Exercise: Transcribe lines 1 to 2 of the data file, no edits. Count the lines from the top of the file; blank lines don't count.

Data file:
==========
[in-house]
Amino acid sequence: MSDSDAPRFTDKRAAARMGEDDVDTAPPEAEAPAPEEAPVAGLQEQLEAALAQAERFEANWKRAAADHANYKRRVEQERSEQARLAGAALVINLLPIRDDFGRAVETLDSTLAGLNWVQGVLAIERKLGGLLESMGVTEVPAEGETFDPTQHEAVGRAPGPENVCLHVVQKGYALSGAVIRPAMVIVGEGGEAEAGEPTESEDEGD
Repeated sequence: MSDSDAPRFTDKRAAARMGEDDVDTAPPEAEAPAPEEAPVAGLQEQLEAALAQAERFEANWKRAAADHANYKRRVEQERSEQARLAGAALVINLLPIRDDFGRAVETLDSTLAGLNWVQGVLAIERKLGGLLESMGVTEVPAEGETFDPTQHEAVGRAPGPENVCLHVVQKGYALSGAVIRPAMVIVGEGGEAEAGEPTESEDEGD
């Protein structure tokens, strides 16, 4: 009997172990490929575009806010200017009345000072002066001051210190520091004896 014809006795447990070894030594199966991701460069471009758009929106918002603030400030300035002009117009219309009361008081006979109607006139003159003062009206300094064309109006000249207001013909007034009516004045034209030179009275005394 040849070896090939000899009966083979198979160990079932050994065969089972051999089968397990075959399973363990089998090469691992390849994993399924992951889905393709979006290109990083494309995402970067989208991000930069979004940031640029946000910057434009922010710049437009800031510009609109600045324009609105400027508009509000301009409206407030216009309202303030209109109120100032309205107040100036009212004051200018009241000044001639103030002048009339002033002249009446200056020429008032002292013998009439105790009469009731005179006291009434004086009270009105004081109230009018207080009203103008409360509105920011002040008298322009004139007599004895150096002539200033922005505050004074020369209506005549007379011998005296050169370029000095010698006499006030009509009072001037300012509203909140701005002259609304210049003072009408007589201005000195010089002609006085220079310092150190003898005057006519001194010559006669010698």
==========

[in-house]
Amino acid sequence: MSDSDAPRFTDKRAAARMGEDDVDTAPPEAEAPAPEEAPVAGLQEQLEAALAQAERFEANWKRAAADHANYKRRVEQERSEQARLAGAALVINLLPIRDDFGRAVETLDSTLAGLNWVQGVLAIERKLGGLLESMGVTEVPAEGETFDPTQHEAVGRAPGPENVCLHVVQKGYALSGAVIRPAMVIVGEGGEAEAGEPTESEDEGD